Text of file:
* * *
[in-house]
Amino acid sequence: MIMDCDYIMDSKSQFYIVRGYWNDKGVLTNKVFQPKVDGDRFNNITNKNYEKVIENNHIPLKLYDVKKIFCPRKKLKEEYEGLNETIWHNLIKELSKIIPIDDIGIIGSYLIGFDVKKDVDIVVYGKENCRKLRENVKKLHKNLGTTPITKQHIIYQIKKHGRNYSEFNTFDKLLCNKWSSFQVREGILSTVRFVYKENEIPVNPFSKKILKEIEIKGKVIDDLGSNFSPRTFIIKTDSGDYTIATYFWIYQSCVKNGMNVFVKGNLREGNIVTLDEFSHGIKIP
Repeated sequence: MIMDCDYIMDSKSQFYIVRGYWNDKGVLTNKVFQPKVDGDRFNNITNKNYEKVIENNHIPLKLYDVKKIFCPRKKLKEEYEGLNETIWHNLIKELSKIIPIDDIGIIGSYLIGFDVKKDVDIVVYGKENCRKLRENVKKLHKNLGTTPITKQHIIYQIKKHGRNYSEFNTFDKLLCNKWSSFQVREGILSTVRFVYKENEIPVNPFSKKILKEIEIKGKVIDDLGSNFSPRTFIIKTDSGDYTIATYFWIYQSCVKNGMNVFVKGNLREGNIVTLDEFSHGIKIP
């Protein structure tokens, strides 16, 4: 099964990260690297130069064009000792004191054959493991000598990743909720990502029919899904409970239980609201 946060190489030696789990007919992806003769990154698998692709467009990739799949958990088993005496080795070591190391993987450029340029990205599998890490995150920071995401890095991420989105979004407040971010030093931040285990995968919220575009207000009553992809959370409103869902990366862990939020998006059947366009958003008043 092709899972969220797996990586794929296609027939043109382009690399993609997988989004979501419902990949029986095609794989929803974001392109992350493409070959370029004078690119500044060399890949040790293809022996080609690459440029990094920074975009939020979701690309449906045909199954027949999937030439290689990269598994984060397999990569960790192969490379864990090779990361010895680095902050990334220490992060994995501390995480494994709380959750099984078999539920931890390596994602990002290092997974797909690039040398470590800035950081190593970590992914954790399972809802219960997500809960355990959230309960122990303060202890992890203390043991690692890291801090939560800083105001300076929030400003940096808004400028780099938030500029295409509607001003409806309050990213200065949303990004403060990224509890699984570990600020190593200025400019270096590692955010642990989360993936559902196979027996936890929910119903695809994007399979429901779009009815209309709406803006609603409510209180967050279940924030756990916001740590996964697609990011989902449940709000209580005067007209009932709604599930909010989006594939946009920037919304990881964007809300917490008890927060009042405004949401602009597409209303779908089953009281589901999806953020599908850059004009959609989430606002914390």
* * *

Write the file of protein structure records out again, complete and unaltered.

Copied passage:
[in-house]
Amino acid sequence: MIMDCDYIMDSKSQFYIVRGYWNDKGVLTNKVFQPKVDGDRFNNITNKNYEKVIENNHIPLKLYDVKKIFCPRKKLKEEYEGLNETIWHNLIKELSKIIPIDDIGIIGSYLIGFDVKKDVDIVVYGKENCRKLRENVKKLHKNLGTTPITKQHIIYQIKKHGRNYSEFNTFDKLLCNKWSSFQVREGILSTVRFVYKENEIPVNPFSKKILKEIEIKGKVIDDLGSNFSPRTFIIKTDSGDYTIATYFWIYQSCVKNGMNVFVKGNLREGNIVTLDEFSHGIKIP
Repeated sequence: MIMDCDYIMDSKSQFYIVRGYWNDKGVLTNKVFQPKVDGDRFNNITNKNYEKVIENNHIPLKLYDVKKIFCPRKKLKEEYEGLNETIWHNLIKELSKIIPIDDIGIIGSYLIGFDVKKDVDIVVYGKENCRKLRENVKKLHKNLGTTPITKQHIIYQIKKHGRNYSEFNTFDKLLCNKWSSFQVREGILSTVRFVYKENEIPVNPFSKKILKEIEIKGKVIDDLGSNFSPRTFIIKTDSGDYTIATYFWIYQSCVKNGMNVFVKGNLREGNIVTLDEFSHGIKIP
């Protein structure tokens, strides 16, 4: 099964990260690297130069064009000792004191054959493991000598990743909720990502029919899904409970239980609201 946060190489030696789990007919992806003769990154698998692709467009990739799949958990088993005496080795070591190391993987450029340029990205599998890490995150920071995401890095991420989105979004407040971010030093931040285990995968919220575009207000009553992809959370409103869902990366862990939020998006059947366009958003008043 092709899972969220797996990586794929296609027939043109382009690399993609997988989004979501419902990949029986095609794989929803974001392109992350493409070959370029004078690119500044060399890949040790293809022996080609690459440029990094920074975009939020979701690309449906045909199954027949999937030439290689990269598994984060397999990569960790192969490379864990090779990361010895680095902050990334220490992060994995501390995480494994709380959750099984078999539920931890390596994602990002290092997974797909690039040398470590800035950081190593970590992914954790399972809802219960997500809960355990959230309960122990303060202890992890203390043991690692890291801090939560800083105001300076929030400003940096808004400028780099938030500029295409509607001003409806309050990213200065949303990004403060990224509890699984570990600020190593200025400019270096590692955010642990989360993936559902196979027996936890929910119903695809994007399979429901779009009815209309709406803006609603409510209180967050279940924030756990916001740590996964697609990011989902449940709000209580005067007209009932709604599930909010989006594939946009920037919304990881964007809300917490008890927060009042405004949401602009597409209303779908089953009281589901999806953020599908850059004009959609989430606002914390």